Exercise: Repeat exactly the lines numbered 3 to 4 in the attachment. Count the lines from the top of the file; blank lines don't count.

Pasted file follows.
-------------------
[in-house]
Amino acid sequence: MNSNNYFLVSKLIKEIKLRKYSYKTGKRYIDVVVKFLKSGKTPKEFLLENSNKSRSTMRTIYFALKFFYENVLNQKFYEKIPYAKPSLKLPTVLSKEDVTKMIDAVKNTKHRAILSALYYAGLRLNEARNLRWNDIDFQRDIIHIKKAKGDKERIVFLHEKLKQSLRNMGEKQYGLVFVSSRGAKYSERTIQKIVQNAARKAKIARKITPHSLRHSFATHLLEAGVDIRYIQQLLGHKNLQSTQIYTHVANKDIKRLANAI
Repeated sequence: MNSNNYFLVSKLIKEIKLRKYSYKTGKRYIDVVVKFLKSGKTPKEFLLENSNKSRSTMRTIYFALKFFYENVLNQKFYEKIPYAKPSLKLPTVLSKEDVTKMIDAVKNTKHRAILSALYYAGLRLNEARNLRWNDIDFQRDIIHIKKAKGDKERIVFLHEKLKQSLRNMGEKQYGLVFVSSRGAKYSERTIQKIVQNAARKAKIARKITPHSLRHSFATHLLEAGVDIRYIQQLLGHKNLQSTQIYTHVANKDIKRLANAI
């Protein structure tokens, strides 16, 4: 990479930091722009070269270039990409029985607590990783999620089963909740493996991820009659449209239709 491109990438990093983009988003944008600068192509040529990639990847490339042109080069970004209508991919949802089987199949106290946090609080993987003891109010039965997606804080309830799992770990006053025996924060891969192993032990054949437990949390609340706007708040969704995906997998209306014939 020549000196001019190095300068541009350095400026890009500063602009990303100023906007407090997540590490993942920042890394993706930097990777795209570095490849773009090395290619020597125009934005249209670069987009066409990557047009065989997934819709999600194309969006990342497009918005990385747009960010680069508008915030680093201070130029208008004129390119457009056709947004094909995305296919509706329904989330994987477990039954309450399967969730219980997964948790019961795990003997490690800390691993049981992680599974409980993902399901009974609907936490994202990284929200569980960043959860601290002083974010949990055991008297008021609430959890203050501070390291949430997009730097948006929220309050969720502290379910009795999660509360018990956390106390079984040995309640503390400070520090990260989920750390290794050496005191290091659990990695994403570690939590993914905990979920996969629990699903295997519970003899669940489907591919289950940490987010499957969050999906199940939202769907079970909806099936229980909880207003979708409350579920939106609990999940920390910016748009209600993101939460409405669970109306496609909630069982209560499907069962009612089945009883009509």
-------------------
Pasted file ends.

Repeated sequence: MNSNNYFLVSKLIKEIKLRKYSYKTGKRYIDVVVKFLKSGKTPKEFLLENSNKSRSTMRTIYFALKFFYENVLNQKFYEKIPYAKPSLKLPTVLSKEDVTKMIDAVKNTKHRAILSALYYAGLRLNEARNLRWNDIDFQRDIIHIKKAKGDKERIVFLHEKLKQSLRNMGEKQYGLVFVSSRGAKYSERTIQKIVQNAARKAKIARKITPHSLRHSFATHLLEAGVDIRYIQQLLGHKNLQSTQIYTHVANKDIKRLANAI
């Protein structure tokens, strides 16, 4: 990479930091722009070269270039990409029985607590990783999620089963909740493996991820009659449209239709 491109990438990093983009988003944008600068192509040529990639990847490339042109080069970004209508991919949802089987199949106290946090609080993987003891109010039965997606804080309830799992770990006053025996924060891969192993032990054949437990949390609340706007708040969704995906997998209306014939 020549000196001019190095300068541009350095400026890009500063602009990303100023906007407090997540590490993942920042890394993706930097990777795209570095490849773009090395290619020597125009934005249209670069987009066409990557047009065989997934819709999600194309969006990342497009918005990385747009960010680069508008915030680093201070130029208008004129390119457009056709947004094909995305296919509706329904989330994987477990039954309450399967969730219980997964948790019961795990003997490690800390691993049981992680599974409980993902399901009974609907936490994202990284929200569980960043959860601290002083974010949990055991008297008021609430959890203050501070390291949430997009730097948006929220309050969720502290379910009795999660509360018990956390106390079984040995309640503390400070520090990260989920750390290794050496005191290091659990990695994403570690939590993914905990979920996969629990699903295997519970003899669940489907591919289950940490987010499957969050999906199940939202769907079970909806099936229980909880207003979708409350579920939106609990999940920390910016748009209600993101939460409405669970109306496609909630069982209560499907069962009612089945009883009509």